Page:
Small and medium-sized Canadian cities hard-hit by global recession

    OTTAWA, June 16 /CNW Telbec/ - Saint John, New Brunswick stands alone -in
avoiding a recession this year-among 14 small and medium-sized Canadian Census
Metropolitan Areas (CMAs), according to the Conference Board's Metropolitan
Outlook - Summer 2009.
    "The global recession is punishing small and medium-sized CMAs across
Canada," said Mario Lefebvre, Director, Centre for Municipal Studies. "Saint
John is the lone exception. It will lead these cities in economic growth for
the second straight year, although its economy is expected to expand by less
than 1 per cent."
    A relatively healthy services sector will combine with a massive
provincial infrastructure spending plan and tax cuts to keep the economy
afloat. Following real gross domestic product (GDP) growth of 2.9 per cent
last year, Saint John is forecast to post a more modest gain of 0.9 per cent
in 2009.
    Among the remaining 13 CMAs covered in this edition of the Metropolitan
Outlook, Kingston and three Quebec CMAs-Trois Rivières, Sherbrooke and
Saguenay-can expect the smallest economic declines in 2009.

    In Trois-Rivières, difficulties in the manufacturing industry, as well as
soft activity in the services sector, will result in a 0.7 per cent decline in
real GDP and a 5 per cent drop in employment this year.

    With its highly export-oriented manufacturing industry affected by the
deep U.S. recession, Sherbrooke's economy is forecast to decline by 0.8 per
cent in 2009-the CMA's first contraction since 1991.

    Saguenay's real GDP is expected to decline by 1.2 per cent in 2009, due
largely to the struggling aluminum and wood industries. Employment will drop,
as a result, by 2 per cent.

    Kingston's service-oriented economy is forecast to shrink by 0.8 per cent
in 2009. Non-commercial services (education and health care), along with
public administration and defence, are both expected to grow by 4.6 per cent.
On the downside, Kingston's manufacturing sector is on track to record its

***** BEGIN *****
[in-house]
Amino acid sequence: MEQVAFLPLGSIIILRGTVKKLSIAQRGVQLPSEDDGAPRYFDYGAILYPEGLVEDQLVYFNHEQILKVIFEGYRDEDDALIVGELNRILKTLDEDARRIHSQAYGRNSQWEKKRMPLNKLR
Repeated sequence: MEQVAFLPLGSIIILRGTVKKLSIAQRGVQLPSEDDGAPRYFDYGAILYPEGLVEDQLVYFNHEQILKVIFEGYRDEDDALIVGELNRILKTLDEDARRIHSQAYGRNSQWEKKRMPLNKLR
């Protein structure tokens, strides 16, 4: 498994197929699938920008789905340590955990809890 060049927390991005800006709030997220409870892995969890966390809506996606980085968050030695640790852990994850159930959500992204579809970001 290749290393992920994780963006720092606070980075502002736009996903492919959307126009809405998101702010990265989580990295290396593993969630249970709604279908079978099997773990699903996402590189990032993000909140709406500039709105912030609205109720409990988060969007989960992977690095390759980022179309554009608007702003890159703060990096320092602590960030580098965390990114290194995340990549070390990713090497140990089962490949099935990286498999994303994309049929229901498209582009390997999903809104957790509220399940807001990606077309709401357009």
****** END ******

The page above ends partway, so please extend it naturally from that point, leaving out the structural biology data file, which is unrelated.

ninth straight annual decline in output.

    Elsewhere in Ontario, a turnaround in the manufacturing sector is not
expected until the global economy begins to recover in 2010 at the earliest.
As a result, CMAs such as Oshawa, Kitchener, St. Catharines-Niagara and London
are going through a second consecutive year of declining economic output. The
economies in Windsor and Thunder Bay, meanwhile, are contracting for the third
and fourth consecutive years, respectively.

    Oshawa, struggling with a deep downturn in the automotive sector, is
projected to see real GDP decline by 2.5 per cent in 2009. But the CMA's
medium-term outlook is brighter, due in part to continued strong population
growth. Oshawa is forecast to be the fastest-growing CMA between 2010 and 2013
among those covered in this edition of the Metropolitan Outlook.

    Although real GDP in Kitchener is forecast to decline by 2.6 per cent
this year, the CMA's diverse mix of education, manufacturing and high
technology will produce average annual growth second only to Oshawa over the
medium term.

    An eighth consecutive year of declining manufacturing output, as well as
sluggish tourism activity, will lead to a 2.7 per cent fall in St.
Catharines-Niagara's real GDP this year.

    London's economy is facing a downturn unmatched in recent history. The
struggles in manufacturing industries are spilling over to the services
sector, leading to a decline of 2.8 per cent in real GDP this year.

    Thunder Bay's economy is forecast to decline by 3.1 per cent, the fourth
straight year of falling real GDP. In addition to the weakness in the forestry
industry, a declining population is hurting the services sector and housing

    With real GDP forecast to fall by 5.6 per cent in 2009, Windsor will post
its third consecutive year of declining output. The struggles in the auto
industry have spread throughout most of the economy, resulting in a slumping
job market and an unemployment rate that is the country's highest among
Canadian CMAs.

    Falling metal prices have sideswiped Sudbury's economy. As a result, real
GDP-which increased modestly in 2008-is projected to decline by 4 per cent
this year.

    St. John's was one of the fastest growing Canadian CMAs in 2008, but its
economy is forecast to decline by 3.6 per cent in 2009. Output in the goods
sector-largely because of lower oil production-will decline by more than 11
per cent. Nevertheless, employment and income will continue to grow this year,
allowing the services sector to maintain growth.

    Abbotsford, the sole western Canadian CMA covered in this edition of the
Metropolitan Outlook, can expect to see its economy shrink for the first time
on record (since 1987) as a CMA. Weak construction and manufacturing output
will contribute to a 1.5 per cent decline in real GDP.

For further information:

For further information: Brent Dowdall, Media Relations, (613) 526-3090
ext. 448,

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